Also, if you are not a member of Unity Show and Tell on Facebook, I highly recommend it.   Crafters in the Show and Tell are experts, beginners, and everything in between.  Plus, everyone is so kind and encouraging.  No matter what stage you are at in stamping, you can post and feel accepted.

If you would like to follow me on Instagram, my handle is @shannon.edwards.  You will be able to see a whole lot of Unity made goodness over there as well!

Sunday, May 20, 2018

Mrs. Edwards Gets "Lit" as the kids would say

Hello my dear Unies!  Welcome to our Growing In Unity blog hop.  You get to start here with me today, and I am more than excited about that.  Below you will see the blog hop order and you will have the chance to click on other spectacular blogs and comment to win a fabulous prize pack from Unity Stamp Company.  

I have two little projects for you today. For me as a teacher, summer break is coming in 4 DAYS! I can barely believe it.  But with the end of the school year comes the need for graduation cards.  I think light bulbs are a perfect alternative  to owls or cap and gowns for a graduation.

To achieve this effect I stamped with Versafine Onyx black on kraft cardstock.  I used Gina Marie Wonky stitched rectangles for the base.  I stamped the image from the kit See the Light and sentiment. Then I used Prismacolor pencils to give a faint glow.  I used three colors, white, cream, and a goldenrod color. to diffuse the light.  To make it pop a little more, I used a brown ink called Desert Sand to distress the edges. I was struggling with the sequins, so I grabbed a small handful of the colors I wanted, I dropped them, and then picked a couple off and tweaked them to make sure they didn't cover anything important.  It gave me the randomness my eye wanted. I think this card could be a great gender neutral gift for any graduate.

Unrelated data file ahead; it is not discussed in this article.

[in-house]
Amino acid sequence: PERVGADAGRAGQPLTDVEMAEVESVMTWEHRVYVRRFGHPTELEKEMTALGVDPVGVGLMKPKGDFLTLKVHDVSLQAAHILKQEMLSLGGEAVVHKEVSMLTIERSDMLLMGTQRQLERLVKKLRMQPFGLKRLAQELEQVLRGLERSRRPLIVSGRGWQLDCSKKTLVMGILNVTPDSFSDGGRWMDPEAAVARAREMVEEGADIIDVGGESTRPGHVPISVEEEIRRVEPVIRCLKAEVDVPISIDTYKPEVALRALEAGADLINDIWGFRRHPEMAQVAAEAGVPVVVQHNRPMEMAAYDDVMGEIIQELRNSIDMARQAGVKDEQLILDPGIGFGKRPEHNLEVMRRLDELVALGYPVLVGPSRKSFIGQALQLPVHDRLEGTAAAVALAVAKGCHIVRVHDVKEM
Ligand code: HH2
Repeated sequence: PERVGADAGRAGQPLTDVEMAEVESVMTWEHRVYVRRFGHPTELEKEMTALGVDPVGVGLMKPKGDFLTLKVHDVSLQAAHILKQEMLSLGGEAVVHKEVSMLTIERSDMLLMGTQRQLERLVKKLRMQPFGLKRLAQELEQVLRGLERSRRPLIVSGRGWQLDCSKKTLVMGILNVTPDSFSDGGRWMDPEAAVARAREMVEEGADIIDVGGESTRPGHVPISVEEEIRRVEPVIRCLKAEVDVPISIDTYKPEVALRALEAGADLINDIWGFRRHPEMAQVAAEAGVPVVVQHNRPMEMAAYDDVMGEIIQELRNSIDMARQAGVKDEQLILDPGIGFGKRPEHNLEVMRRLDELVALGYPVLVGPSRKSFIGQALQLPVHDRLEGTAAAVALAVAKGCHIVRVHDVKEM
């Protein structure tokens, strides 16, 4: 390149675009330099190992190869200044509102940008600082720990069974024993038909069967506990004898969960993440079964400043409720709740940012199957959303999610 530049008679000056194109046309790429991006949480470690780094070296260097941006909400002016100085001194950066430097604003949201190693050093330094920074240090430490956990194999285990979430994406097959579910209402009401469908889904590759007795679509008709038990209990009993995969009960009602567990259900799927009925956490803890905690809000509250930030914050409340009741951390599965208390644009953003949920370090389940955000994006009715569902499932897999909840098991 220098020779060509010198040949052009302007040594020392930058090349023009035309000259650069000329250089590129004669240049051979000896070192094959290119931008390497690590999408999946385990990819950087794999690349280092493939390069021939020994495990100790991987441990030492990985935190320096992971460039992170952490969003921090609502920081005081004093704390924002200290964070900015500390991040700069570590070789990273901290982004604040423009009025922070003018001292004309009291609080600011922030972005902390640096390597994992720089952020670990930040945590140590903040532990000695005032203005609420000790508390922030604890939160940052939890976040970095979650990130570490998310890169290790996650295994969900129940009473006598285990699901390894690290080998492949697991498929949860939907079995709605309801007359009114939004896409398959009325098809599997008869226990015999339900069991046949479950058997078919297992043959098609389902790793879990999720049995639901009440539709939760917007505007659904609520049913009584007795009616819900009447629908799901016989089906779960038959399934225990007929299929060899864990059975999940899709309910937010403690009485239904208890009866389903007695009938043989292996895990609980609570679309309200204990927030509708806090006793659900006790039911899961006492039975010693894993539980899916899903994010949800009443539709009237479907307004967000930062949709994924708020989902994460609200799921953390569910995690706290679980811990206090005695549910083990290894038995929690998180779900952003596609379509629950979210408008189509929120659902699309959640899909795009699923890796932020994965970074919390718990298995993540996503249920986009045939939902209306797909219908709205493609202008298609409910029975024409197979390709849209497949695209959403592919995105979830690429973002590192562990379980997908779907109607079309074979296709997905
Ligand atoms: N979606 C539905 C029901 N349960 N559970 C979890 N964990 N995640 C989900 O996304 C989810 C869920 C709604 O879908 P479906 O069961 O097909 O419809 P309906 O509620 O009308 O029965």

The next mini project is an ATC.  I've been OBSESSED with Artist Trading Cards since my good friend Annie Sterner introduced me to them.  I've been sharing my pieces on the Show and Tell, which you should join if you haven't already.  The ATC I made could be put inside the above card with an encouraging note on the back that a graduate could stick in one of the 300 dollar textbooks they will probably never read.  I say this from experience.  

I didn't want to make all the bulbs from the kit Glowing and Beautiful a traditional yellow or white.  I thought some colorful lights would make the card pop a bit more.  I'll share a tip for how I colored my lights. Caution: I'm not an expert at coloring; I just experiment and do what looks best to me.  I used four shades of the same hue for each light, and started with the darkest color on the outside. I then overlapped lighter colors toward the inside, using white to give the inside of the bulb a glow. After I blended using a colorless blending pencil, I added a couple white glares in the corners of the bulbs and did not blend those. 

As I said before, these projects are just the beginning of the beauty to come.  Please click on all the links below to visit more amazing craft pages and leave them some love.  If you do, you will be in the running to win a crafty prize from Unity Stamp Company, and you know they never skimp on the prizes.